fbpx

Interest-Only Mortgage Calculator

Figure out the cost of an interest-only mortgage for investors with Savvy’s handy calculator today.

Written by 
Savvy Editorial Team
Savvy's content writing team are professionals with a wide and diverse range of industry experience and topic knowledge. We write across a broad spectrum of finance-related topics to provide our readers with informative resources to help them learn more about a certain area or enable them to decide on which product is best for their needs with careful comparison. Meet the team behind the operation here. Visit our authors page to meet Savvy's expert writing team, committed to delivering informative and engaging content to help you make informed financial decisions.
Our authors
, updated on August 7th, 2023       

Fact checked

At Savvy, we are committed to providing accurate information. Our content undergoes a rigorous process of fact-checking before it is published. Learn more about our editorial policy.

Interest-only loans come with big benefits for owner-builders and property investors.  Savvy’s interest-only mortgage calculator will tell you exactly what your interest-only loan repayments will be initially, and then later if your loan reverts to a principal and interest loan.

Interest-only mortgage explained

How do I use the interest-only mortage calculator?

There are two parts to an interest-only loan: the initial interest-only loan period and the second portion when the loan reverts to a principal and interest loan.  The interest-only mortgage repayment calculator allows you to enter information about both of these portions.  Simply enter in your loan amount, the interest rate and the loan term.  Use the green arrows to change the frequency of your repayments from weekly, to fortnightly or monthly.

Next, enter the interest-only period of the loan, plus any loan fees or charges that may apply, and then click anywhere on the interest-only loan repayment calculator page to see your results.  You can also use the interest-only calculator to play around with potential loan terms and loan amounts so you can see what difference these make to your loan repayments.

Who can benefit from an interest-only mortgage?

Interest-only mortgages and loans may not be the best type of loan for every new homeowner, as the principal sum borrowed isn’t reduced over the initial period.  Look at the graph in the interest-only mortgage repayment calculator to see a visual representation of how the loan principal remains untouched during the interest-only period.

However, for borrowers in specific circumstances, interest-only mortgages can be very useful and provide many positive benefits.  Such circumstances include:

  • owner builders on a tight budget who need to make staged payments to their builder as construction progresses
  • property investors who buy a property that needs renovation or redecoration before being tenanted
  • property investors who intend to hold their investment property for a short period of time before selling it again
  • first homebuyers who need low mortgage repayments in the first year or two while they cope with the additional expense of buying furniture and whitegoods to establish their new home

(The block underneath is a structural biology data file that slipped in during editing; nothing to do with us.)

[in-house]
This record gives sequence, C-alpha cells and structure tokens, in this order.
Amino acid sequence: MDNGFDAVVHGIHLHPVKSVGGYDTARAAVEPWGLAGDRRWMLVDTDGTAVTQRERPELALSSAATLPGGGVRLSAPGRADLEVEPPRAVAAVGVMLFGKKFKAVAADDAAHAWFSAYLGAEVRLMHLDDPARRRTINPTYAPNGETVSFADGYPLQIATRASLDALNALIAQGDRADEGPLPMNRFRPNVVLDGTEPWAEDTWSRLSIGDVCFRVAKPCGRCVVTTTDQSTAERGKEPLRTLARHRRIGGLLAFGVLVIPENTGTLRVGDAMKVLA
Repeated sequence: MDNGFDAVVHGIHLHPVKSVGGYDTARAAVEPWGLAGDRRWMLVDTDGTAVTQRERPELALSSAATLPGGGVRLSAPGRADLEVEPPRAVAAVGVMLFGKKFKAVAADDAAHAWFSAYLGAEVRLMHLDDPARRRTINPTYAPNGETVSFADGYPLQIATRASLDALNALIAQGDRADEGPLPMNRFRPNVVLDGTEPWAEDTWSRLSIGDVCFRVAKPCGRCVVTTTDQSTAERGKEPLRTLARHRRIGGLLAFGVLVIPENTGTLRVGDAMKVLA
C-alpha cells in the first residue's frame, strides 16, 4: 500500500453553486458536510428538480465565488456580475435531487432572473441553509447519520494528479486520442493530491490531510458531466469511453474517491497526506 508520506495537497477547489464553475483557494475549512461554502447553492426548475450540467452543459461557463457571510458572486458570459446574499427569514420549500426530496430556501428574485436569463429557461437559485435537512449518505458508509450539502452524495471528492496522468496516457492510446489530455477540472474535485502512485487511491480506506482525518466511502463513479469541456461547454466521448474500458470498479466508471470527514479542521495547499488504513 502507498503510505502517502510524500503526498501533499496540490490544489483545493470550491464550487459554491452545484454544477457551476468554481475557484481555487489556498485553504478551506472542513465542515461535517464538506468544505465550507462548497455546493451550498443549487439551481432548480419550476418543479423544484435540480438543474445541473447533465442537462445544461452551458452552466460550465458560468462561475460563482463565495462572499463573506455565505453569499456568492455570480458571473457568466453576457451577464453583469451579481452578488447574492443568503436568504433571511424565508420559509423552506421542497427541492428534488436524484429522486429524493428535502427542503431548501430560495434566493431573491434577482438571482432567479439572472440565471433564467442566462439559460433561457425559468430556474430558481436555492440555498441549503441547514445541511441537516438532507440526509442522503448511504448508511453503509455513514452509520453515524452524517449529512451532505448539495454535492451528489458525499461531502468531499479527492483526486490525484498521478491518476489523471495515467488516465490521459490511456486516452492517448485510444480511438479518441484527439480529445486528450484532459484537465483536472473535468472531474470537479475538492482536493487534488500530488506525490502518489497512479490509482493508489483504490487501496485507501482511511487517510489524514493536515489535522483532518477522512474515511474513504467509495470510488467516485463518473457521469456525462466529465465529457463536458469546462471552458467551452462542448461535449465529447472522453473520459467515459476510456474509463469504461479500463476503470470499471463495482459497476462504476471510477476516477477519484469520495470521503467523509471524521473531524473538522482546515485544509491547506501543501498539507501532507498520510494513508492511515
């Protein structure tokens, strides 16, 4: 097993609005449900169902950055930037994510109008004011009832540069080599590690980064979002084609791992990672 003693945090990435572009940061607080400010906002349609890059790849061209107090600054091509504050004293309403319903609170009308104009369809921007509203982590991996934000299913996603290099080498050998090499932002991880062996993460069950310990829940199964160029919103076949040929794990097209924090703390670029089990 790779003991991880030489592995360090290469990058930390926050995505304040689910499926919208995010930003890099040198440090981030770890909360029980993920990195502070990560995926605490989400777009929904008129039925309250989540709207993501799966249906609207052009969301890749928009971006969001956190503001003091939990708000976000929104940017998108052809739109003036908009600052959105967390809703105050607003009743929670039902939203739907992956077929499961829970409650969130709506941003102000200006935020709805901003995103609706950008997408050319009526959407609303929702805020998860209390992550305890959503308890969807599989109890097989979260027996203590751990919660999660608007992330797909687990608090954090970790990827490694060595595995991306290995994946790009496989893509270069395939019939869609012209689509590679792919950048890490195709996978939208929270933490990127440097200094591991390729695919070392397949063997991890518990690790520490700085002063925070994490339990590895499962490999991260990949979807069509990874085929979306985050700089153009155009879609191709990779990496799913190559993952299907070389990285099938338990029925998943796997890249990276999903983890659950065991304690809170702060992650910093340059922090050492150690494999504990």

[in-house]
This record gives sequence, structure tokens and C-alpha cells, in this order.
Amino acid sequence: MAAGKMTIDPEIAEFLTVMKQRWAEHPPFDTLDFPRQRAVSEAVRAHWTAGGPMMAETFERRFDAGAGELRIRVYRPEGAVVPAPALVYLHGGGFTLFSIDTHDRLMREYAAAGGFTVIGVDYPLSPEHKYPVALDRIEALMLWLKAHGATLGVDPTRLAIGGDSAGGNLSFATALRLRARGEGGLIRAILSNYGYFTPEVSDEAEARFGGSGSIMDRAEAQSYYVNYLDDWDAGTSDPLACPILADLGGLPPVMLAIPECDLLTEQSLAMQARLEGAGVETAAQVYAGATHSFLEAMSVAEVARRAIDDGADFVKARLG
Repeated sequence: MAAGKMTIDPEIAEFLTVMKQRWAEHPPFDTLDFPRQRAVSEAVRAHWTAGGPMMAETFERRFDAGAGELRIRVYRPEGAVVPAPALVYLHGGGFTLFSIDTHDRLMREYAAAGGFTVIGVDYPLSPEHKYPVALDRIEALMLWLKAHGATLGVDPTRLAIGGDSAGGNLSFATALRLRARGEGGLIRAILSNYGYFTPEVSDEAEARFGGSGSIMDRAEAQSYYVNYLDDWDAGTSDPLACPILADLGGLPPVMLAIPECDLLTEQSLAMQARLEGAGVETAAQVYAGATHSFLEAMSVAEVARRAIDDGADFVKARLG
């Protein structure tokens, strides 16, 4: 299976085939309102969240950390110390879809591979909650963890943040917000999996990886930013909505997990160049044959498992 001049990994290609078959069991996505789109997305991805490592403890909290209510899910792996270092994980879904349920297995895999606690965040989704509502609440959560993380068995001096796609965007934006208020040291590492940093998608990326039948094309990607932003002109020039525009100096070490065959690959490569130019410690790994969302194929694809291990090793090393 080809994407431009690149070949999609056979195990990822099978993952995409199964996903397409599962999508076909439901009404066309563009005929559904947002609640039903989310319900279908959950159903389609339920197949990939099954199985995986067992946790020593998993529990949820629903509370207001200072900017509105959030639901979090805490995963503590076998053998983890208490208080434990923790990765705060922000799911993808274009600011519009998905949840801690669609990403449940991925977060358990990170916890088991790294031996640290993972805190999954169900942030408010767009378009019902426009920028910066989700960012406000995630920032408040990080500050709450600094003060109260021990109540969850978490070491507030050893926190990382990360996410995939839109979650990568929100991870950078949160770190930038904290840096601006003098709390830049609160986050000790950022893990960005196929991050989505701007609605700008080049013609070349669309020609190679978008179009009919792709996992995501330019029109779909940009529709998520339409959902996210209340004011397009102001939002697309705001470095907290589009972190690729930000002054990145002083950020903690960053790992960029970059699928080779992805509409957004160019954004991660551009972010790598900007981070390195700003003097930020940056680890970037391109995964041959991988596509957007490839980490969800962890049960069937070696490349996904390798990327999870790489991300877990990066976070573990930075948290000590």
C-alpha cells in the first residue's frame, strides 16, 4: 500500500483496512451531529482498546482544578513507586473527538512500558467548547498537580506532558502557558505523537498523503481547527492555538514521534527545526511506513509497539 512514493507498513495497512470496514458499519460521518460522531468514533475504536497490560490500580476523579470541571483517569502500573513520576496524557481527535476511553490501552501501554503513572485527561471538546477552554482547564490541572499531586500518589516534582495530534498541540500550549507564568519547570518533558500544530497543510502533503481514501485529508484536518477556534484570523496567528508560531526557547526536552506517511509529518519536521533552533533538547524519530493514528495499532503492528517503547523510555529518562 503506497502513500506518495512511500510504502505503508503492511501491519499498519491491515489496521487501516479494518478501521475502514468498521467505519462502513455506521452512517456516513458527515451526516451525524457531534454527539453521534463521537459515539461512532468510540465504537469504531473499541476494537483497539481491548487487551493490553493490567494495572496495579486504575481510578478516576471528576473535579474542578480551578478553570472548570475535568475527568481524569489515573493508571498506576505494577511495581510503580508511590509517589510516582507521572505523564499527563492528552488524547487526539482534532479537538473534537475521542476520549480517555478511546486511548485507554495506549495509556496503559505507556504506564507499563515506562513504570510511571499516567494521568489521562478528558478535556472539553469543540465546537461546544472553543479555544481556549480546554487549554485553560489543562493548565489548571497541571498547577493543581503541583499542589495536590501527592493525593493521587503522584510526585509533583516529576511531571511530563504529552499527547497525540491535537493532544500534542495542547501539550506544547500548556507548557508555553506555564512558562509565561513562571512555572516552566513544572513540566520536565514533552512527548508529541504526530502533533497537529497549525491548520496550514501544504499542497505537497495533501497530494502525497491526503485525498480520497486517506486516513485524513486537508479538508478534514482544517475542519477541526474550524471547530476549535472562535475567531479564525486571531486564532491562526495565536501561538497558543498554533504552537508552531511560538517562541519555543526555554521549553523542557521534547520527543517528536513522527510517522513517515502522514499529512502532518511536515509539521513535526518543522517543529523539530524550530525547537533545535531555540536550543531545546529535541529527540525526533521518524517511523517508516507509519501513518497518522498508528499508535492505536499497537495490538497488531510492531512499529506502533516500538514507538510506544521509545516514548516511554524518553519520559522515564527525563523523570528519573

• homebuyers requiring bridging finance to tide them over between the sale of one property and the purchase of another

How can an interest-only loan provide tax advantages?

Property investors are entitled to claim any interest charged on a loan for investment purposes as a tax deduction.  This means if an investor takes out an interest-only loan, the entire cost of servicing that loan can be claimed, which can provide a very valuable tax advantage.

Use the interest-only loan repayment calculator to tell you how much your total interest will be over the life of the loan – and this is the amount your will be able to claim as a tax deduction over the term of the loan.

For example, a software engineer in Sydney earns $125,000 p.a. and decides to buy an investment property, which he intends to renovate and rent out for five years before selling it.  He takes out an interest-only loan for $350,000 at 2.5% p.a. to enable him to buy a small unit.  His repayments on his interest-only loan are $729 per month, or approximately $8,750 per year.

At the end of the tax year, the engineer is able to claim the whole interest amount of $8,750 as a tax deduction against his $125,000 income, which means not only does he pay income tax on $8,750 less income, but the reduction in taxable income means he falls into a lower tax bracket, so instead of paying income tax at a rate of 37% (for incomes over $120,000) he now falls into the lower tax bracket and is only required to pay 32.5% income tax.

The pros and cons of having an interest-only mortgage

PROS

Tax advantages for property investors

As mentioned above, there are considerable tax advantages to be gained for property investors having an interest-only mortgage which is fully tax deductable as part of a negative gearing plan.

Home construction becomes more affordable

Building a new home can be a very expensive time, especially for first homeowners.  Having to pay only the interest on a home loan can provide welcome relief from large loan repayments during the most expensive phase of home construction.

Lower repayments whilst renovating

Property investors may go through periods without rental income, such as when they’re in between tenants or are renovating or redecorating their rental property.  Having lower loan repayments during a time of no investment income can assist investors get over these lean times.

Breathing space to clear other debts

Sometimes debt repayments can spiral out of control and become unmanageable.  In these circumstances, it can be advantageous to get an interest-only repayment agreement on your home loan to allow you time to pay off other debts, taking advantage of the lower repayments that come with an interest-only agreement.